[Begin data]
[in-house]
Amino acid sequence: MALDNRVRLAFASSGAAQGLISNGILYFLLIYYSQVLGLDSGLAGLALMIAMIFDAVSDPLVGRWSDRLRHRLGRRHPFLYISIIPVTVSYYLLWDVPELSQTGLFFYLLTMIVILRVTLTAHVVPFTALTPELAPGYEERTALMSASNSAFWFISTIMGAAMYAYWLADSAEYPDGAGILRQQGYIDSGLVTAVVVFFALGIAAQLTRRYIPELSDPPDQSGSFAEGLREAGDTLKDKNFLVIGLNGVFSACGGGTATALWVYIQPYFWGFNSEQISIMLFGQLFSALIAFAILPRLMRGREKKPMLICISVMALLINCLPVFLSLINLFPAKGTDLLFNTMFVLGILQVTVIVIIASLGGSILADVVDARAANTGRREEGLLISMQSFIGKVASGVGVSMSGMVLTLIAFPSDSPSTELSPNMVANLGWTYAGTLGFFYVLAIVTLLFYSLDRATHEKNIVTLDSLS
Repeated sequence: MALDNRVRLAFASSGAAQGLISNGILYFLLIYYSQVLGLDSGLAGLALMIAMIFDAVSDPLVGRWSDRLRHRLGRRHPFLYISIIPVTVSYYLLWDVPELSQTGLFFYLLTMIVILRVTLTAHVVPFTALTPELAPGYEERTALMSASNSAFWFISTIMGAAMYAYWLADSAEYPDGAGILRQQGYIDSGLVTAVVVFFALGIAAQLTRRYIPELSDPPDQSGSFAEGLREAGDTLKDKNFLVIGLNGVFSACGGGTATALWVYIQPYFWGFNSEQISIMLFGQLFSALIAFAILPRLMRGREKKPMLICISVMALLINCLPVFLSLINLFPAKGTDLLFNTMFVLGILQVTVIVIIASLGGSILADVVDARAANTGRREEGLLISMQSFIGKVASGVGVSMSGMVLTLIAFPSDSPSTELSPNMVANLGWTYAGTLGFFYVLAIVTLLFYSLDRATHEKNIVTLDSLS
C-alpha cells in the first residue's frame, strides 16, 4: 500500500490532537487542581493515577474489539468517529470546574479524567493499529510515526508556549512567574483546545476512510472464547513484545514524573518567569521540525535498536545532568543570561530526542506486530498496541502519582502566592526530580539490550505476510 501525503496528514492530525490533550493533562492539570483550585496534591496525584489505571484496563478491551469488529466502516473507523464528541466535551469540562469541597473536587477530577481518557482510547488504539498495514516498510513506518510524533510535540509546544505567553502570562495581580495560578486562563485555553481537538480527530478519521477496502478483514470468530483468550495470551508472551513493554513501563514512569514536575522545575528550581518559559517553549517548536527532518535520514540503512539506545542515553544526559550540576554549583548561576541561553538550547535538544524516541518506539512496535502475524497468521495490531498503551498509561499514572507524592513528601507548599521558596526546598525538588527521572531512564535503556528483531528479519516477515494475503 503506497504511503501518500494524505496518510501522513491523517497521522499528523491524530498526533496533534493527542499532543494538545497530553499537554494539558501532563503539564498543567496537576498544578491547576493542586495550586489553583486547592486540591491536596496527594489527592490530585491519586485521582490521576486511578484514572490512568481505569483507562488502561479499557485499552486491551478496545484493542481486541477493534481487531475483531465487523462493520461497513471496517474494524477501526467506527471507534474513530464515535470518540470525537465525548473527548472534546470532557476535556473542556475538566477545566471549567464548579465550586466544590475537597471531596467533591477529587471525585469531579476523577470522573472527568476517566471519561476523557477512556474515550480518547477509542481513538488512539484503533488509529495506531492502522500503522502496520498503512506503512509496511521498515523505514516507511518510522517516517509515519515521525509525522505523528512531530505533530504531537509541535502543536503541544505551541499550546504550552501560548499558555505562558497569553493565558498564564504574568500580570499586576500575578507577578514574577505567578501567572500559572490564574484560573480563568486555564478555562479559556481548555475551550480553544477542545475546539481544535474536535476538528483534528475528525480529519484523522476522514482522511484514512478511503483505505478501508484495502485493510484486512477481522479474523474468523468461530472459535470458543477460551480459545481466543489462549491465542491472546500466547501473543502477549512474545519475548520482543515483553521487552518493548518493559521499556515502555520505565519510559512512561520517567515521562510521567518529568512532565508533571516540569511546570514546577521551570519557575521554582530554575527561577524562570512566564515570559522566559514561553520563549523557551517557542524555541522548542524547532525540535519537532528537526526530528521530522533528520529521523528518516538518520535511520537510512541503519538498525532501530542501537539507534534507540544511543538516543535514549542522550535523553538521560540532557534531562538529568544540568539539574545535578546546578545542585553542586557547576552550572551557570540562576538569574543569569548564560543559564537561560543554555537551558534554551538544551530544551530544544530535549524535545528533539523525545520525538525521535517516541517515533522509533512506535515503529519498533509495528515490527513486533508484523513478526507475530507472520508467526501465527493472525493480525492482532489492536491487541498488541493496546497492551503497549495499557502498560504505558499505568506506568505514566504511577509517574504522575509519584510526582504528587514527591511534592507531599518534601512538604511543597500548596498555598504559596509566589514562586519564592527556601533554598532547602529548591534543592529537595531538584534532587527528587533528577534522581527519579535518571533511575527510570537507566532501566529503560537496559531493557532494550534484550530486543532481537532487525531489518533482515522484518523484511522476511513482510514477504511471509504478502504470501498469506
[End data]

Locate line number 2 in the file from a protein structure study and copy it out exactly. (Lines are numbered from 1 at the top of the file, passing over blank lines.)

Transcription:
Amino acid sequence: MALDNRVRLAFASSGAAQGLISNGILYFLLIYYSQVLGLDSGLAGLALMIAMIFDAVSDPLVGRWSDRLRHRLGRRHPFLYISIIPVTVSYYLLWDVPELSQTGLFFYLLTMIVILRVTLTAHVVPFTALTPELAPGYEERTALMSASNSAFWFISTIMGAAMYAYWLADSAEYPDGAGILRQQGYIDSGLVTAVVVFFALGIAAQLTRRYIPELSDPPDQSGSFAEGLREAGDTLKDKNFLVIGLNGVFSACGGGTATALWVYIQPYFWGFNSEQISIMLFGQLFSALIAFAILPRLMRGREKKPMLICISVMALLINCLPVFLSLINLFPAKGTDLLFNTMFVLGILQVTVIVIIASLGGSILADVVDARAANTGRREEGLLISMQSFIGKVASGVGVSMSGMVLTLIAFPSDSPSTELSPNMVANLGWTYAGTLGFFYVLAIVTLLFYSLDRATHEKNIVTLDSLS